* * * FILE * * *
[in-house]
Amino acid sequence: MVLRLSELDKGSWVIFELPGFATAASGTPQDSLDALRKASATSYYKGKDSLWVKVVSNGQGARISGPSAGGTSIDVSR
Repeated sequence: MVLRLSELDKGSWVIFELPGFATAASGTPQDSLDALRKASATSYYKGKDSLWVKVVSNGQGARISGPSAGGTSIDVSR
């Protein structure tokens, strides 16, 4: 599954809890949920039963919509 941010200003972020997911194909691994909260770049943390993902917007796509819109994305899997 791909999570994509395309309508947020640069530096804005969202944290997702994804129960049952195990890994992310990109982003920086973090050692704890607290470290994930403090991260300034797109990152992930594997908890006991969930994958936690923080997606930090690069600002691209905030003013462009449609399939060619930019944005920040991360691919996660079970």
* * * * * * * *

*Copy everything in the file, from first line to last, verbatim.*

[in-house]
Amino acid sequence: MVLRLSELDKGSWVIFELPGFATAASGTPQDSLDALRKASATSYYKGKDSLWVKVVSNGQGARISGPSAGGTSIDVSR
Repeated sequence: MVLRLSELDKGSWVIFELPGFATAASGTPQDSLDALRKASATSYYKGKDSLWVKVVSNGQGARISGPSAGGTSIDVSR
């Protein structure tokens, strides 16, 4: 599954809890949920039963919509 941010200003972020997911194909691994909260770049943390993902917007796509819109994305899997 791909999570994509395309309508947020640069530096804005969202944290997702994804129960049952195990890994992310990109982003920086973090050692704890607290470290994930403090991260300034797109990152992930594997908890006991969930994958936690923080997606930090690069600002691209905030003013462009449609399939060619930019944005920040991360691919996660079970």